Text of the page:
• 58
    I like the admin interface
  • 50
    Easy to set-up and start with
  • 20
    Durable
  • 18
    Standard protocols
  • 18
    Intuitive work through python
  • 10
    Written primarily in Erlang
  • 8
    Simply superb
  • 6
    Completeness of messaging patterns
  • 3
    Scales to 1 million messages per second
  • 3
    Reliable
  • 2
    Better than most traditional queue based message broker
  • 2
    Distributed
  • 2
    Supports MQTT
  • 2
    Supports AMQP
  • 1
    Inubit Integration
  • 1
    Open-source
  • 1
    Delayed messages
  • 1
    Runs on Open Telecom Platform
  • 1
    High performance
  • 1
    Reliability
  • 1
    Clusterable
  • 1
    Clear documentation with different scripting language
  • 1
    Great ui
  • 1
    Better routing system
CONS OF RABBITMQ
  • 9
    Too complicated cluster/HA config and management
  • 6
    Needs Erlang runtime. Need ops good with Erlang runtime
  • 5
    Configuration must be done first, not by your code
  • 4
    Slow

related RabbitMQ posts

James Cunningham
Operations Engineer at Sentry · | 18 upvotes · 1.5M views
Shared insights
on
CeleryCeleryRabbitMQRabbitMQ
at

As Sentry runs throughout the day, there are about 50 different offline tasks that we execute—anything from “process this event, pretty please” to “send all of these cool people some emails.” There are some that we execute once a day and some that execute thousands per second.

Managing this variety requires a reliably high-throughput message-passing technology. We use Celery's RabbitMQ implementation, and we stumbled upon a great feature called Federation that allows us to partition our task queue across any number of RabbitMQ servers and gives us the confidence that, if any single server gets backlogged, others will pitch in and distribute some of the backlogged tasks to their consumers.

#MessageQueue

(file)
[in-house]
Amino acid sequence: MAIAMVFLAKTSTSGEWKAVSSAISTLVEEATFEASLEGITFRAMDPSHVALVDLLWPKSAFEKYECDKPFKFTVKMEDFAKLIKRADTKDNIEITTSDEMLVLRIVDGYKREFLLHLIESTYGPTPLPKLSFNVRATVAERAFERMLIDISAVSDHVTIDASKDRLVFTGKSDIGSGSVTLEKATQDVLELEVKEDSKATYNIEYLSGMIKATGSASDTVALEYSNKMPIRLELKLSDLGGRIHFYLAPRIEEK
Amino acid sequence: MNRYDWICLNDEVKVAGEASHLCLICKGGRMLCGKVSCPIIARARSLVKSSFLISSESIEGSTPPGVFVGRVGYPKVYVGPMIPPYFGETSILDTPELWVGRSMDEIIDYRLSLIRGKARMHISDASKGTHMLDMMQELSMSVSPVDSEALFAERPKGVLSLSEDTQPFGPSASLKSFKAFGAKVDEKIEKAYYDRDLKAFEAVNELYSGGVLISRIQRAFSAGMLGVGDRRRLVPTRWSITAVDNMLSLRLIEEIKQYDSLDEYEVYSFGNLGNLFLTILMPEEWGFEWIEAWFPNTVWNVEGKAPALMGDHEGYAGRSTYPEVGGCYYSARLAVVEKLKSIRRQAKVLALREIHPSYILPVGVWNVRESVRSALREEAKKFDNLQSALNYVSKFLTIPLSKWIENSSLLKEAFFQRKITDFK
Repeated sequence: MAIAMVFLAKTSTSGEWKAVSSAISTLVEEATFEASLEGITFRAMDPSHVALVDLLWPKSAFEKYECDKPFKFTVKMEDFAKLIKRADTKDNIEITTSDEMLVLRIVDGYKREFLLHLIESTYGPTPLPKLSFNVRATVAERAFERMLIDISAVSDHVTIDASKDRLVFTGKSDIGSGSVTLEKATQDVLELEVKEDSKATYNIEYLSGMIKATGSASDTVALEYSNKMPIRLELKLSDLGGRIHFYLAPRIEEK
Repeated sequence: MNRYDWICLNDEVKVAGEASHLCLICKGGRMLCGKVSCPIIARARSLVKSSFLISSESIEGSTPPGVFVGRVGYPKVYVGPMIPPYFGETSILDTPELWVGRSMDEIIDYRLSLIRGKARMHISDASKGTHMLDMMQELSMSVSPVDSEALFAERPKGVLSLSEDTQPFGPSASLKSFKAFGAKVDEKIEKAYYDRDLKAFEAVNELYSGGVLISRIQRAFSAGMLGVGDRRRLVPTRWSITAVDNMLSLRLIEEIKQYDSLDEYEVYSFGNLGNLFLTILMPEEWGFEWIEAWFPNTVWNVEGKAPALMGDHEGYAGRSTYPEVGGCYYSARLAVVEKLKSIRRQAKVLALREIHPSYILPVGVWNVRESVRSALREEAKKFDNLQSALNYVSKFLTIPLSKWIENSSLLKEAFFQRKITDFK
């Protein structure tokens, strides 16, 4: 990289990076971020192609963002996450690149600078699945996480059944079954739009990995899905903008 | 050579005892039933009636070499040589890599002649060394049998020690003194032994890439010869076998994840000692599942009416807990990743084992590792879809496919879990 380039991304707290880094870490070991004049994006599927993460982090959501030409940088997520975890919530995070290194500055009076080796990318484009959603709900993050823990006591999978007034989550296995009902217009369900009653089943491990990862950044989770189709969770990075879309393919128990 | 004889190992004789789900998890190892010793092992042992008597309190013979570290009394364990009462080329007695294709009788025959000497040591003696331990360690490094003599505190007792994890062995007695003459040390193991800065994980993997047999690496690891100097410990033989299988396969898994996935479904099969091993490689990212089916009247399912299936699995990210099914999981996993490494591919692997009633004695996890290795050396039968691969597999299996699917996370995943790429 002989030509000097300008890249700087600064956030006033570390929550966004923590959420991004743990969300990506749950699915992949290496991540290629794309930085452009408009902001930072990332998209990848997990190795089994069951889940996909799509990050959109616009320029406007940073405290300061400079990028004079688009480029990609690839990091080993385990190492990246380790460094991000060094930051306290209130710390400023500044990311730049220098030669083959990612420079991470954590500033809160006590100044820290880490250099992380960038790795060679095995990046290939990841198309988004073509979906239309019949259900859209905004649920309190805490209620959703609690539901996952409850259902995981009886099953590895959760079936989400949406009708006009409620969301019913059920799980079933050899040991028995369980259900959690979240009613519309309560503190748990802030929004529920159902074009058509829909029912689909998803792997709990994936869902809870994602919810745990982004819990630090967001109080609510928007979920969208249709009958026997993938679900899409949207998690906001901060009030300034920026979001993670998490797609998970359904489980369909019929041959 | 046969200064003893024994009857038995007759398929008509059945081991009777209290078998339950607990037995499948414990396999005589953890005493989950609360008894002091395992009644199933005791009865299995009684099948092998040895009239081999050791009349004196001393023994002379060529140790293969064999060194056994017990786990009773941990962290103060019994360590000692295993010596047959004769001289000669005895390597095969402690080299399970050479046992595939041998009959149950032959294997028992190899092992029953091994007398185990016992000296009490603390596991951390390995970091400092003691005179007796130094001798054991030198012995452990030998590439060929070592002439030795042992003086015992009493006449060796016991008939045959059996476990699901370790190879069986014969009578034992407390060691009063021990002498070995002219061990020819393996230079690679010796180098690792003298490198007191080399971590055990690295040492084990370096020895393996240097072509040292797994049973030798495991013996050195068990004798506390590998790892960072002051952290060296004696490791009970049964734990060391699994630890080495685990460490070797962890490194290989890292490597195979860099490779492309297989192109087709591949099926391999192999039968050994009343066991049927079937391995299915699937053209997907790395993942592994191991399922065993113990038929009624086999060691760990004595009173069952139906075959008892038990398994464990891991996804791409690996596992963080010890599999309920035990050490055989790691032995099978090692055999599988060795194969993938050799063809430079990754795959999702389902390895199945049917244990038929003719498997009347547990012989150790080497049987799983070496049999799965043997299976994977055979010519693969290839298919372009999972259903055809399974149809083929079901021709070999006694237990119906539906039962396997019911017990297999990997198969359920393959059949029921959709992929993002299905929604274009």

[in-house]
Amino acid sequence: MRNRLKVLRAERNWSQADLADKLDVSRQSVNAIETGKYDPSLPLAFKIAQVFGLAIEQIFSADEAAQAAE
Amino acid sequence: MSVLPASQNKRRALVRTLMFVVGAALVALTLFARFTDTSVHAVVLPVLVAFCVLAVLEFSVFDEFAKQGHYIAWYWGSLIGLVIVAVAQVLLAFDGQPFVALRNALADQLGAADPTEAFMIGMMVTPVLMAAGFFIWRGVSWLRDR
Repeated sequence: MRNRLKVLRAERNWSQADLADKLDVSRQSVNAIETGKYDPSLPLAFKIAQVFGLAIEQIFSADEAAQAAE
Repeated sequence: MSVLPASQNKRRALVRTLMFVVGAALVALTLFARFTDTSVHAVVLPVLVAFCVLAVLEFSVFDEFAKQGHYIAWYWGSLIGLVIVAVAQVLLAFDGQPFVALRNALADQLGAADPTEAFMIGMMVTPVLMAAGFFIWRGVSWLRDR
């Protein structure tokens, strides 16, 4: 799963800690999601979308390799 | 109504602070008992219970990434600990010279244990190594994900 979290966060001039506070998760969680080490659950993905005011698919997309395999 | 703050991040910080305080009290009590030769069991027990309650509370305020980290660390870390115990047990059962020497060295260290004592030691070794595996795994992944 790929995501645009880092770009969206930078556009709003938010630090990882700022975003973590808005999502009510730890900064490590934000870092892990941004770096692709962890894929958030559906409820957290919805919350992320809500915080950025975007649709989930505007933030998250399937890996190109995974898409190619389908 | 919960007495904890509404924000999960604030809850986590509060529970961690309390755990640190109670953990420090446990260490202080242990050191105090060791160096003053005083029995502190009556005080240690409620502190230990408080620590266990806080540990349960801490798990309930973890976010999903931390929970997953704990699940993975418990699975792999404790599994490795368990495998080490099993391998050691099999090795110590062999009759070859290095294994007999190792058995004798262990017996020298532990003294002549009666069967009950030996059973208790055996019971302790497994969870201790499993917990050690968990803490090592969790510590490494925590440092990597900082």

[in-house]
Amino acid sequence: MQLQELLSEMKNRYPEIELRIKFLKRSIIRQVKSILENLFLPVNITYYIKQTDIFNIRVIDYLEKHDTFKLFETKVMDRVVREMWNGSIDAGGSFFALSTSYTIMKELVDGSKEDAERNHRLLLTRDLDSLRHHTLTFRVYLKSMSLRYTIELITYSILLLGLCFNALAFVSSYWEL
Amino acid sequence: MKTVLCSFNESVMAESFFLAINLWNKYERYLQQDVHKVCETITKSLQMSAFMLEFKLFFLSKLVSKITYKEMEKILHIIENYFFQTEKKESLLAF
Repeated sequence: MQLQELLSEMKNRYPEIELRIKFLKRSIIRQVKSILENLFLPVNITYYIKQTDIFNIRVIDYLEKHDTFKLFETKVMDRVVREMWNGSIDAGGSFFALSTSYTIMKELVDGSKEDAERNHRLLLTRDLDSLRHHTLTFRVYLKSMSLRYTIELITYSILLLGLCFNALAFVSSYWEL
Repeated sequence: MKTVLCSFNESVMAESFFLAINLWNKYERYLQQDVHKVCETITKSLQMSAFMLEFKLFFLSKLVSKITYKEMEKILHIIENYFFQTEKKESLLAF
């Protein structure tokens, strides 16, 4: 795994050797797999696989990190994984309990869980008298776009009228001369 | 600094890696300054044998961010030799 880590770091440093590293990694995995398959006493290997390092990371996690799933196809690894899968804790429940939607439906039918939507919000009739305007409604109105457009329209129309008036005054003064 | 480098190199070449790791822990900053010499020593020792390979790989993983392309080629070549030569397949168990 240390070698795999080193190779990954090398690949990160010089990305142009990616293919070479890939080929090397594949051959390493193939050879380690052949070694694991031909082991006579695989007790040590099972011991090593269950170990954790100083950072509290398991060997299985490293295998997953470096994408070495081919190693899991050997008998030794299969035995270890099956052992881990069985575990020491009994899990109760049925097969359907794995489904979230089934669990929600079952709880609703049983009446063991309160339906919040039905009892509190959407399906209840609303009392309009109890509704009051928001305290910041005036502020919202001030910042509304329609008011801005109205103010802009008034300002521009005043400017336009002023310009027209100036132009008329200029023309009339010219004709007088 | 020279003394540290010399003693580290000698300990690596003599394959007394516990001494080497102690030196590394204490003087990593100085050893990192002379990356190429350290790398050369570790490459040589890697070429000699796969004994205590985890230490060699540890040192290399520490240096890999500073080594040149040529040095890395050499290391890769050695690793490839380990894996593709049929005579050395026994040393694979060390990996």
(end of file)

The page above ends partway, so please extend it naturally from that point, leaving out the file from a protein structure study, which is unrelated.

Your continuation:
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Yogesh Bhondekar
Product Manager | SaaS | Traveller · | 15 upvotes · 285K views

Hi, I am building an enhanced web-conferencing app that will have a voice/video call, live chats, live notifications, live discussions, screen sharing, etc features. Ref: Zoom.

I need advise finalizing the tech stack for this app. I am considering below tech stack:

  • Frontend: React
  • Backend: Node.js
  • Database: MongoDB
  • IAAS: #AWS
  • Containers & Orchestration: Docker / Kubernetes
  • DevOps: GitLab, Terraform
  • Brokers: Redis / RabbitMQ

I need advice at the platform level as to what could be considered to support concurrent video streaming seamlessly.

Also, please suggest what could be a better tech stack for my app?

#SAAS #VideoConferencing #WebAndVideoConferencing #zoom #stack

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Kafka logo

Kafka

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Distributed, fault tolerant, high throughput pub-sub messaging system
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PROS OF KAFKA
  • 126
    High-throughput
  • 119
    Distributed
  • 90
    Scalable
  • 85
    High-Performance
  • 65
    Durable
  • 37
    Publish-Subscribe
  • 19
    Simple-to-use
  • 18
    Open source
  • 11
    Written in Scala and java. Runs on JVM
  • 8
    Message broker + Streaming system
  • 4
    Robust
  • 4
    Avro schema integration
  • 4
    KSQL
  • 3
    Suport Multiple clients
  • 2
    Partioned, replayable log
  • 1
    Extremely good parallelism constructs
  • 1
    Fun
  • 1
    Flexible
  • 1
    Simple publisher / multi-subscriber model
CONS OF KAFKA
  • 31
    Non-Java clients are second-class citizens
  • 28
    Needs Zookeeper
  • 8
    Operational difficulties
  • 3
    Terrible Packaging

related Kafka posts

Eric Colson
Chief Algorithms Officer at Stitch Fix · | 21 upvotes · 2.6M views

The algorithms and data infrastructure at Stitch Fix is housed in #AWS. Data acquisition is split between events flowing through Kafka, and periodic snapshots of PostgreSQL DBs. We store data in an Amazon S3 based data warehouse. Apache Spark on Yarn is our tool of choice for data movement and #ETL. Because our storage layer (s3) is decoupled from our processing layer, we are able to scale our compute environment very elastically. We have several semi-permanent, autoscaling Yarn clusters running to serve our data processing needs. While the bulk of our compute infrastructure is dedicated to algorithmic processing, we also implemented Presto for adhoc queries and dashboards.

Beyond data movement and ETL, most #ML centric jobs (e.g. model training and execution) run in a similarly elastic environment as containers running Python and R code on Amazon EC2 Container Service clusters. The execution of batch jobs on top of ECS is managed by Flotilla, a service we built in house and open sourced (see https://github.com/stitchfix/flotilla-os).